Author + information
- Received October 21, 2016
- Revision received February 1, 2017
- Accepted February 1, 2017
- Published online April 24, 2017.
- Roberta Florido, MDa,
- Chiadi E. Ndumele, MD, MHSa,b,
- Lucia Kwak, MSb,
- Yuanjie Pang, ScMb,
- Kunihiro Matsushita, MD, PhDb,
- Jennifer A. Schrack, PhDb,
- Mariana Lazo, MD, PhDb,c,
- Vijay Nambi, MD, PhDd,e,
- Roger S. Blumenthal, MDa,
- Aaron R. Folsom, MD, MPHf,
- Josef Coresh, MD, PhDb,
- Christie M. Ballantyne, MDe and
- Elizabeth Selvin, PhD, MPHb,∗ ()
- aJohns Hopkins Ciccarone Center for the Prevention of Heart Disease, Johns Hopkins University School of Medicine, Baltimore, Maryland
- bDepartment of Epidemiology, Johns Hopkins Bloomberg School of Public Health, Baltimore, Maryland
- cDepartment of General Internal Medicine, Johns Hopkins University School of Medicine, Baltimore, Maryland
- dMichael E. DeBakey Veterans Affairs Hospital, Houston, Texas
- eDivision of Atherosclerosis and Vascular Medicine, Baylor College of Medicine, and Center for Cardiovascular Disease Prevention, Methodist DeBakey Heart and Vascular Center, Houston, Texas
- fDivision of Epidemiology & Community Health, School of Public Health, University of Minnesota, Minneapolis, Minnesota
- ↵∗Address for correspondence:
Dr. Elizabeth Selvin, Department of Epidemiology, Johns Hopkins Bloomberg School of Public Health, 2024 East Monument Street, Suite 2-600, Baltimore, Maryland 21287.
Objectives This study sought to evaluate the association of physical activity with chronic myocardial damage, assessed by elevated high-sensitivity cardiac troponin T (hs-cTnT), in individuals with and without obesity.
Background Physical activity is associated with reduced risk of heart failure (HF), particularly among obese people. The role of chronic myocardial damage in this association is uncertain.
Methods We studied 9,427 participants in the Atherosclerosis Risk in Communities Study without cardiovascular disease, with body mass index >18.5 kg/m2. Physical activity was categorized per American Heart Association guidelines as recommended, intermediate, or poor. We evaluated cross-sectional associations of physical activity and obesity with elevated hs-cTnT (≥14 ng/l). In prospective analyses, we quantified the association of elevated hs-cTnT with HF risk within cross-categories of baseline physical activity and obesity.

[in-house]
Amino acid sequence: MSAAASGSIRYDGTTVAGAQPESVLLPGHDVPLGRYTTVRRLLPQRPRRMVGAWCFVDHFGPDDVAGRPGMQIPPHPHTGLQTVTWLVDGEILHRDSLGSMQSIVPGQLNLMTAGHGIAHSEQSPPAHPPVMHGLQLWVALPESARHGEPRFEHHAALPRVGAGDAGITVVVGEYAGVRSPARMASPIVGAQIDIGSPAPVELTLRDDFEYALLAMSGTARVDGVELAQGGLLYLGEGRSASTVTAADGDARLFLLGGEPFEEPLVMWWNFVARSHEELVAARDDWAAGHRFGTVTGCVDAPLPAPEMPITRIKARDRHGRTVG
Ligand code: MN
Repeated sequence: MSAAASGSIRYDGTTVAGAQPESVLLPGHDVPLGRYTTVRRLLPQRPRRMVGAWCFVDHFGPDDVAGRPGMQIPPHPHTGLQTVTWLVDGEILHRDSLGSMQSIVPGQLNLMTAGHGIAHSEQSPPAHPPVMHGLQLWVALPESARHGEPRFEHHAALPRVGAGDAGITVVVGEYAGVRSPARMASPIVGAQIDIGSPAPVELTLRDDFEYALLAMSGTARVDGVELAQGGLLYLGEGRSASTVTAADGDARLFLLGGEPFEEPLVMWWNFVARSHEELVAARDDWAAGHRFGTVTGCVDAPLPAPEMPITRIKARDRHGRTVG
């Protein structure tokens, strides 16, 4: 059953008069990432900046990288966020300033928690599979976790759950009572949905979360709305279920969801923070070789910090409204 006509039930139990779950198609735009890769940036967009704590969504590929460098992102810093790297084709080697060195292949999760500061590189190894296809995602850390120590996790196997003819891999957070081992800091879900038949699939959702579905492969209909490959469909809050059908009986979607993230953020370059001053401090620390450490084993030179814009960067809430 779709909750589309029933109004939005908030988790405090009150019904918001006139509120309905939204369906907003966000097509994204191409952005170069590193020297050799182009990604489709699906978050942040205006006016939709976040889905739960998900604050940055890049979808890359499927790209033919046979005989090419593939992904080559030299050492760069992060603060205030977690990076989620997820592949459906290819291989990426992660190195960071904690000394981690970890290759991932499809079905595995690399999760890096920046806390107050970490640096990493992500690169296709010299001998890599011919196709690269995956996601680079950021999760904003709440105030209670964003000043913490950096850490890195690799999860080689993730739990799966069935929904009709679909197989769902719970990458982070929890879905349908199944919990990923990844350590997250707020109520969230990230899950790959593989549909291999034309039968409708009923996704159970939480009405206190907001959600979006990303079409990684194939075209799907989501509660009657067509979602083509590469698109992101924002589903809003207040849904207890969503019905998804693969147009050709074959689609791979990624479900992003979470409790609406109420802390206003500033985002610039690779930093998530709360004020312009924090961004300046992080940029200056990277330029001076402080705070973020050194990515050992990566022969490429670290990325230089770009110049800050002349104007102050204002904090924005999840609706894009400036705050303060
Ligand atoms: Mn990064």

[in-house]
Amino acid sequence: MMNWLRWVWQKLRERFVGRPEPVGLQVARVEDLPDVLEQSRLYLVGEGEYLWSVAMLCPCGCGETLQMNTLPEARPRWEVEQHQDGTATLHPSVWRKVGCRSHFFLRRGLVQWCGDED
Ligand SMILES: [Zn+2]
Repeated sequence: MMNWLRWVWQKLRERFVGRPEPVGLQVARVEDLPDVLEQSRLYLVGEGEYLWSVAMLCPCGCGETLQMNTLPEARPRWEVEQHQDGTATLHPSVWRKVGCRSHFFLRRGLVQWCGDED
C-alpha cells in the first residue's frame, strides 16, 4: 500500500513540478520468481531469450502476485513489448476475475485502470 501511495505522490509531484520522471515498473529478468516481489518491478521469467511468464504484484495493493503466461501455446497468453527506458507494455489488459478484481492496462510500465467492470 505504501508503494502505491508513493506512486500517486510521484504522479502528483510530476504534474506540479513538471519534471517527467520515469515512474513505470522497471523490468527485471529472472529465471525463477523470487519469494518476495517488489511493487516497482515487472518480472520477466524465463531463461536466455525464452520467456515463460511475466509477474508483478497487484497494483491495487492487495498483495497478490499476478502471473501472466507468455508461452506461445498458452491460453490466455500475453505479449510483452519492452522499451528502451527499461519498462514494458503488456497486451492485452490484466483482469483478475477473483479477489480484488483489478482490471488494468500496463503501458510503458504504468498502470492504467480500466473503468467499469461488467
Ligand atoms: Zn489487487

Results People with poor physical activity were more likely to have elevated hs-cTnT than those with recommended levels (odds ratio [OR]: 1.39; 95% confidence interval [CI]: 1.15 to 1.68). In cross-categories of physical activity and obesity, using the non-obese/recommended activity group as the reference, individuals with obesity and poor activity were most likely to have elevated hs-cTnT (OR: 2.46; 95% CI: 1.91 to 3.19), whereas the obese/recommended activity group had a weaker association (OR: 1.68; 95% CI: 1.28 to 2.21; p < 0.001 for interaction between physical activity and obesity). In prospective analyses, elevated hs-cTnT was strongly associated (p < 0.001) with incident HF in all obesity/physical activity cross-categories (p > 0.20 for interaction).
Conclusions Physical activity is inversely associated with chronic subclinical myocardial damage. Physical activity might lessen the association between obesity and subclinical myocardial damage, which could represent a mechanism by which physical activity reduces HF risk.
The views expressed in this article are those of the authors and do not necessarily represent the views of the Department of Veterans Affairs. ARIC is conducted as a collaborative study supported by National Heart, Lung, and Blood Institute contracts (HHSN268201100005C, HHSN268201100006C, HHSN268201100007C, HHSN268201100008C, HHSN268201100009C, HHSN268201100010C, HHSN268201100011C, and HHSN268201100012C). This work was supported by a Robert Wood Johnson Amos Medical Faculty Development Award and a National Institutes of Health (NIH)/National Heart, Lung, and Blood Institute grant (K23HL12247) awarded to Dr. Ndumele and by an NIH/National Institute of Diabetes and Digestive and Kidney Diseases (NIDDK) grant (R01DK089174) awarded to Dr. Selvin. Dr. Selvin was also supported by NIH/NIDDK grant K24DK106414. Dr. Schrack is a consultant for EMD Serono Research & Development Institute, Inc. Dr. Nambi has served as an event adjudicator for a study sponsored by Siemens to evaluate a new high-sensitivity troponin assay. Drs. Selvin and Ballantyne have served on an advisory board for Roche Diagnostics. Drs. Ballantyne and Nambi, along with Roche and Baylor College of Medicine, have filed a provisional patent (patent #61721475) entitled “Biomarkers to Improve Prediction of Heart Failure Risk.” All other authors have reported that they have no relationships relevant to the contents of this paper to disclose.
- Received October 21, 2016.
- Revision received February 1, 2017.
- Accepted February 1, 2017.
- 2017 American College of Cardiology Foundation